You were so right, stitched over one he is very cute and his turkey work tail is very impressive. Do I also spot a few french knots for berries?

    Sarah’s friend is going to be thrilled when she receives this.

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  2. Mary, I haven’t bought any needle works kits yet but I do use other peoples designs and I often vary from the instructions on those. I may alter the design itself or the the stitches, type of thread, fabric, etc. I think of designs as I do recipes, it provides a good jumping off point and it is up to me to “season to taste”.

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  3. Hi Mary,
    Really love your squirrel – it is beautiful. My eye for colour is not that good, so I don’t like so much to alter the prescribed colours (although I do sometimes when I can’t do otherwise), but I don’t mind changing the stitches I’m not happy with and doing instead something I feel more familiar with. Not very adventurous the old girl! But as embroidery is for pleasure and not a competition, why stick to something you don’t feel enthusiastic about whereas you can have fun with something else.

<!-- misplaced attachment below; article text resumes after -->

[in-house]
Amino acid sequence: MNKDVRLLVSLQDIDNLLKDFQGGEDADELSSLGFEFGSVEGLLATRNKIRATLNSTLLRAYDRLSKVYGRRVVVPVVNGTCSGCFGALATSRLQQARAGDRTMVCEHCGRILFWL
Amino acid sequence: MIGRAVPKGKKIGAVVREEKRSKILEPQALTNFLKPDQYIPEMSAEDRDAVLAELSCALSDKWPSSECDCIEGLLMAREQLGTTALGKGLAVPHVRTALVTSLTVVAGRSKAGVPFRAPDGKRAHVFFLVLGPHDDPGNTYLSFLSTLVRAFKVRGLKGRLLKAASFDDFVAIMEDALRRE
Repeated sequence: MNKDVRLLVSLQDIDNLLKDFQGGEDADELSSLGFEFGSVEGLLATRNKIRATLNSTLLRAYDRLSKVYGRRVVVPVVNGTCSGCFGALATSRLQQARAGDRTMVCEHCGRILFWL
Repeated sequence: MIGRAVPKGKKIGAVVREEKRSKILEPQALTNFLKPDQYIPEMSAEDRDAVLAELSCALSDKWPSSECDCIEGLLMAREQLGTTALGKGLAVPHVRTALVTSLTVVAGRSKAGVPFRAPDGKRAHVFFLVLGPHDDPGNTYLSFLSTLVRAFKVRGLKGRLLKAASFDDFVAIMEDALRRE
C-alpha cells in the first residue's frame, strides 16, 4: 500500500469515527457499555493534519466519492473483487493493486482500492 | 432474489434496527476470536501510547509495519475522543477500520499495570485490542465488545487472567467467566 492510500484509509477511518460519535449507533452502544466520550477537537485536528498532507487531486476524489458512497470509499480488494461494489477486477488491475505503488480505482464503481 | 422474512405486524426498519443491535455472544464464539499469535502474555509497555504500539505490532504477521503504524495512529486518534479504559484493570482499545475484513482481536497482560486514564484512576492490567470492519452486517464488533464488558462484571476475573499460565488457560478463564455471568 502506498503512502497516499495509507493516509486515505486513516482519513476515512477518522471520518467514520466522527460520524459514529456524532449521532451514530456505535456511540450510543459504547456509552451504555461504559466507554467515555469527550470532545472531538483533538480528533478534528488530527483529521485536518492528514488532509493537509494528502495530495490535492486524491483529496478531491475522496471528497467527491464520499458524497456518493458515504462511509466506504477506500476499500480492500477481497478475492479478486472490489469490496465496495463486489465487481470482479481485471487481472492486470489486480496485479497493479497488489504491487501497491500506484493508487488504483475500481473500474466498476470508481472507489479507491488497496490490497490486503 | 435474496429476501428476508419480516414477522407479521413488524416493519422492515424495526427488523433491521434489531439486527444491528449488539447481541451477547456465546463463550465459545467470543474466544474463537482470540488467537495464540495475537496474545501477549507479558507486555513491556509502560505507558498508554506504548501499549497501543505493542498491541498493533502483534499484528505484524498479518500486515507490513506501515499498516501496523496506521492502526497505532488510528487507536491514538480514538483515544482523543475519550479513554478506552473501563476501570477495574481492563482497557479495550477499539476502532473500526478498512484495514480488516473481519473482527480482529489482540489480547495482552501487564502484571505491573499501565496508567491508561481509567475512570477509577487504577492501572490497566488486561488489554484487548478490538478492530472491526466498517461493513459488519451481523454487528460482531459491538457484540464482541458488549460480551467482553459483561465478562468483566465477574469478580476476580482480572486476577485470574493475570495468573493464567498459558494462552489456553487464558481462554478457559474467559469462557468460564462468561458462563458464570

Wish I could come over to your part of the world and join your needlework class. Tell your students that they are lucky to have you for a teacher.

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  4. The joke in my household is why do I buy kits when I alter the designs so much. Seldom do I use the colors suggested. I turn square pieces into rectangular bell pulls. I go down in fabric counts to shrink a piece. I often use other sttiches on my cross stitch pieces to add interest. I also use other fibers than floss for the same reason

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  5. What a great stitch! You have such wonderful stitches and techniques you share with us!! I really enjoy getting your updates and learning new stitches. I’m an art quilter but use different stitches in my work and beading. Thanks again!

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  6. I just love the turkey work. For some reason I think turkey I think redwork. The squirrel is just fantastic. I will for sure try this. I am famous for being creative with designs also. Thanks for sharing!

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  7. Hi Mary,